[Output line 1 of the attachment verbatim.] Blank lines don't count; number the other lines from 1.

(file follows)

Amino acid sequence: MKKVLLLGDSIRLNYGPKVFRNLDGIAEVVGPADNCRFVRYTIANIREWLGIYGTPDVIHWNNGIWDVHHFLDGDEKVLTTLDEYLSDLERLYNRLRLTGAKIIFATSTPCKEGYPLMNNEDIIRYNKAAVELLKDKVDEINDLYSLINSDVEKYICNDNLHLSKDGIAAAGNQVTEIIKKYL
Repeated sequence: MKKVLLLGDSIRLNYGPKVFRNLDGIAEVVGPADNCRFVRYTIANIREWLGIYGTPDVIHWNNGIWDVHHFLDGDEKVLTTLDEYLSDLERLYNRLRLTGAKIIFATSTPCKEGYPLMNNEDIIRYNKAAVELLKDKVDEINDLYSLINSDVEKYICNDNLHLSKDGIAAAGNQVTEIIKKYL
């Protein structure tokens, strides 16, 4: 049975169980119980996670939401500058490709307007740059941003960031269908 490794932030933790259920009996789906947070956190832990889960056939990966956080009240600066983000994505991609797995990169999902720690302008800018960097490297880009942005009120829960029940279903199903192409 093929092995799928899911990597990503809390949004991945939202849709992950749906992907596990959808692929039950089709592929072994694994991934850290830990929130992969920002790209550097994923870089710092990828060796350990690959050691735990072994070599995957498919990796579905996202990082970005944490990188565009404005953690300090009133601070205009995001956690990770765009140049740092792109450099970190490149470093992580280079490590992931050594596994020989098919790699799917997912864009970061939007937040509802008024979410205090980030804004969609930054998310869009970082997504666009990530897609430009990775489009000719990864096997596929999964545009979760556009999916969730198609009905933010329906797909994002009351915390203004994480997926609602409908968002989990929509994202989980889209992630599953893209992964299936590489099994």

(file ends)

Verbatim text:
Amino acid sequence: MKKVLLLGDSIRLNYGPKVFRNLDGIAEVVGPADNCRFVRYTIANIREWLGIYGTPDVIHWNNGIWDVHHFLDGDEKVLTTLDEYLSDLERLYNRLRLTGAKIIFATSTPCKEGYPLMNNEDIIRYNKAAVELLKDKVDEINDLYSLINSDVEKYICNDNLHLSKDGIAAAGNQVTEIIKKYL